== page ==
Now, I do have an idea what matters to me–and that is going after something real, something I created with every choice I made in the past. The only thing left to do is stand by it, hold on to it and fight for it. Whatever happens.

And before I knew it, I was packing again to go back to my hometown.

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“Gap Month” Part 1

gap year is time out to travel between life stages. It is also known as a sabbaticaltime offtime out and a year out, referring to a period of time (not necessarily 12 months) in which people disengage from curricular education and/or work and undertake activities such as traveling, volunteering or working abroad. –Wikipedia

What Now. While waiting for our academic procession.

What Now. While waiting for our academic procession.

I can’t do a gap year. Scratch that, I can’t afford to do a gap year–not only because of the money involved since I spent the last year in graduate school as a ‘full-time student’–but cos a year off worrying about absolutely nothing is just pure decadence, if you ask me. I could never have given up precious time to bolt off across the planet to ‘find myself’. It’s not my style, it’s not me. I’m the poster-child of a Girl-With-A-Plan. A career-woman developed during my teens, groomed to hold a ridiculously powerful position and married at 25. And I’m not even close to achieving both. So a vacation? Not a chance.

Present Day

I was already at the departure gate at 7 friggin 30 in the morning. This means I was already up at 5 packing my overnight bag because part of my ticket cost is accounted for an airport hotel, and then scrambling to my feet to catch the hotel taxi to the airport, then going straight to Immigration, and well, check-out the makeup counters for this season’s haul thereafter (don’t judge. I could have been a makeup artist. Could being the operative word).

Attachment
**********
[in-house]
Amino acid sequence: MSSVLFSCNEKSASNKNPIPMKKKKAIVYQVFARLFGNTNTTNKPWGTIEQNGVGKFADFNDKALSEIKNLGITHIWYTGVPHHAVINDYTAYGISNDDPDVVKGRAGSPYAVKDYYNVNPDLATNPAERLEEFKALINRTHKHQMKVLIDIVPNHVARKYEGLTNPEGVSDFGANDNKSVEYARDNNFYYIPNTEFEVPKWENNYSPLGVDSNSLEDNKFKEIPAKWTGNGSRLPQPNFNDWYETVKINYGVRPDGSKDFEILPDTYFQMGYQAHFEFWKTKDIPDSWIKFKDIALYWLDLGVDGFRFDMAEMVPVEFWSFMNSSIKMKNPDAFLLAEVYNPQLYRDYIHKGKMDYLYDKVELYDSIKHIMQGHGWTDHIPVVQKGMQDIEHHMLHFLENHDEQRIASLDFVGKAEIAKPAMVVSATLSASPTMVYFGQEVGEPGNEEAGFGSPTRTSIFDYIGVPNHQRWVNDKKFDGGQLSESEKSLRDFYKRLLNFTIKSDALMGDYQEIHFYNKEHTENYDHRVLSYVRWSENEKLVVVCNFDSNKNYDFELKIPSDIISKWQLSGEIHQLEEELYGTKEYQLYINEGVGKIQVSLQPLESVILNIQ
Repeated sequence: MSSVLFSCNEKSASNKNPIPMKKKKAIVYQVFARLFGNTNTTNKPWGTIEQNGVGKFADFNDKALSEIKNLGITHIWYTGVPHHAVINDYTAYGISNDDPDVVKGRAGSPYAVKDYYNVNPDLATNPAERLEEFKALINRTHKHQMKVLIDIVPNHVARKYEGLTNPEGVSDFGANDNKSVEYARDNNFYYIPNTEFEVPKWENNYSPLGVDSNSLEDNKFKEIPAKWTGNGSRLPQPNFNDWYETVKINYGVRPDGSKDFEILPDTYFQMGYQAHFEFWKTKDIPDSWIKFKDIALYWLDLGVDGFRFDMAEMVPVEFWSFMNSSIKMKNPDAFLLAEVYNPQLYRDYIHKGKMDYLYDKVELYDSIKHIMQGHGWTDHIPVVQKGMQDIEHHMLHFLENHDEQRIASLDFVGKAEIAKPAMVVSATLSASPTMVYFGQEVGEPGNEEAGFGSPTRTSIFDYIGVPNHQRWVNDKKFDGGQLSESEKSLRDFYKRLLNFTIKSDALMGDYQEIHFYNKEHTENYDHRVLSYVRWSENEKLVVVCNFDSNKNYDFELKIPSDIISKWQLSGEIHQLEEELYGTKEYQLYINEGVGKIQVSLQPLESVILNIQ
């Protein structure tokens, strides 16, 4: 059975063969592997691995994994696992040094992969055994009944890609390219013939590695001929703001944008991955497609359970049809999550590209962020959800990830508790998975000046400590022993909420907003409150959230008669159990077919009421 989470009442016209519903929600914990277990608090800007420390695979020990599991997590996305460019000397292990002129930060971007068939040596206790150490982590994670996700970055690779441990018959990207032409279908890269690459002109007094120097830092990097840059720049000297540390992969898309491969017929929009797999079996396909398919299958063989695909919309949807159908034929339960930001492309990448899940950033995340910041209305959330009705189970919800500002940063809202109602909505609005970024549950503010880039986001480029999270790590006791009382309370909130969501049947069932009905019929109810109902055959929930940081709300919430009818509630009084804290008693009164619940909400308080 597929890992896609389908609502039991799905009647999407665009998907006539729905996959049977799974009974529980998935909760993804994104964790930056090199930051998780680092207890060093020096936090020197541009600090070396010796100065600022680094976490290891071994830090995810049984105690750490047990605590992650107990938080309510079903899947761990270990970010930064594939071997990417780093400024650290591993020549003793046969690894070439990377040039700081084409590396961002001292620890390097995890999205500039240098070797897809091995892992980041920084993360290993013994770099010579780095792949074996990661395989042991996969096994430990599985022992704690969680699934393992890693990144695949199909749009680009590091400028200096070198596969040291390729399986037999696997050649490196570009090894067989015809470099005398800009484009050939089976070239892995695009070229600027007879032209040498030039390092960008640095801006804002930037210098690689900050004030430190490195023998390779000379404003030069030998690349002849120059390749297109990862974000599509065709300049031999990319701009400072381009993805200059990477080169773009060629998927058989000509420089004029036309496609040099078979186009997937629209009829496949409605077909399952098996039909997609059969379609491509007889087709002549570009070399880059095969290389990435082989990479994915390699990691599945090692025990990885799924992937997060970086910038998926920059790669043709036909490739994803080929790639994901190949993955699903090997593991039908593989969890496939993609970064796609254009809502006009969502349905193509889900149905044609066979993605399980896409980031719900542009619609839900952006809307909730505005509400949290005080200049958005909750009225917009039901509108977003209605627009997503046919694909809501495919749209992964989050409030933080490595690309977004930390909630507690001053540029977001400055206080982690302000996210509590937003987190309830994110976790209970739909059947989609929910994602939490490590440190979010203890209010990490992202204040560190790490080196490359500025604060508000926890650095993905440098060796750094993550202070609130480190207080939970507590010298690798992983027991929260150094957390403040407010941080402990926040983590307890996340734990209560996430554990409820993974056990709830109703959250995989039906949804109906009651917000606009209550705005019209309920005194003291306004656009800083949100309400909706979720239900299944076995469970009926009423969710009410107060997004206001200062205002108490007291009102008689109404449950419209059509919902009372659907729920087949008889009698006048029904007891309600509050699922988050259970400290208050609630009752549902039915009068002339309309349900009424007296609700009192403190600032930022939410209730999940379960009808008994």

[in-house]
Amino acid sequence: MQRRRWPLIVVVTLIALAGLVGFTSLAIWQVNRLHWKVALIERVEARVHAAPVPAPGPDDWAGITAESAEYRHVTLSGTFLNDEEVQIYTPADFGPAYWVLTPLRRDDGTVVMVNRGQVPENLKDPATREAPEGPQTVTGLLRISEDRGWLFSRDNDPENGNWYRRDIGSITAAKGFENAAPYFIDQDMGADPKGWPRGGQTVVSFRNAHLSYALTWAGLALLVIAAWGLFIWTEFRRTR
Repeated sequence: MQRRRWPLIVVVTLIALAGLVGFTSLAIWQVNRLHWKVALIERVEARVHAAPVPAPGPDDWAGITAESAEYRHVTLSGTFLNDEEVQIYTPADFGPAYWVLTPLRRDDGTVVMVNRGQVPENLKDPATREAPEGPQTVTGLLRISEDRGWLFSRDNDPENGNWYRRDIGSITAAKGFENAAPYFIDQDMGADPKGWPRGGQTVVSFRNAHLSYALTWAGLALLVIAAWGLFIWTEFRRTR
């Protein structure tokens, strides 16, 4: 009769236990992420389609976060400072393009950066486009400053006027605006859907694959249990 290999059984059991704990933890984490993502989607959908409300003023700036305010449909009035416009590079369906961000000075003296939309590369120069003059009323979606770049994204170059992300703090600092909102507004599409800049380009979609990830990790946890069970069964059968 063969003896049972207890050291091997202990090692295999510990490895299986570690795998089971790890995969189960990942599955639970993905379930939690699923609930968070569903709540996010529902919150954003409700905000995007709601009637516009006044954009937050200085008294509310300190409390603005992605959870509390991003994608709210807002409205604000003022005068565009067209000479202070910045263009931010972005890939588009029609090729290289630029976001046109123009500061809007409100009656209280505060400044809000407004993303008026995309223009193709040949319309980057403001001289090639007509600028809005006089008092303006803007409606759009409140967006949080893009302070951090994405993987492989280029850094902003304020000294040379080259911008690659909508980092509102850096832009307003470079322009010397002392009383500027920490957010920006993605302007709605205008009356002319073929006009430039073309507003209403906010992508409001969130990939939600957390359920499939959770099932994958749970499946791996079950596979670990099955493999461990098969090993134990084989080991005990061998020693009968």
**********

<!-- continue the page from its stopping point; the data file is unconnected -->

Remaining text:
A victim of early-morning flights, that’s me. Even if I do find a flight scheduled in the afternoon, living 60 km south of Manila also means I have to endure extra legwork to battle city traffic if I want to make it on-board. Okay, not me exactly, but the driver who’s been thanklessly tasked to do so. But I really don’t know what I did wrong in this lifetime to deserve flights that are powerful enough to turn a calm and smiley person to cranky and unpleasant by the time she has to buckle her seat-belt. In coach.

Becoming an expat at 19 was never on my To-Do List. But Life has its funny way of waving its magic wand but instead of fairy dust and happily-ever-afters, it throws a curve ball right in the gut. Case in point: A week into my fresh-college-graduate-elation, injected with mad doses of idealism and enthusiasm, I already started working in a different country.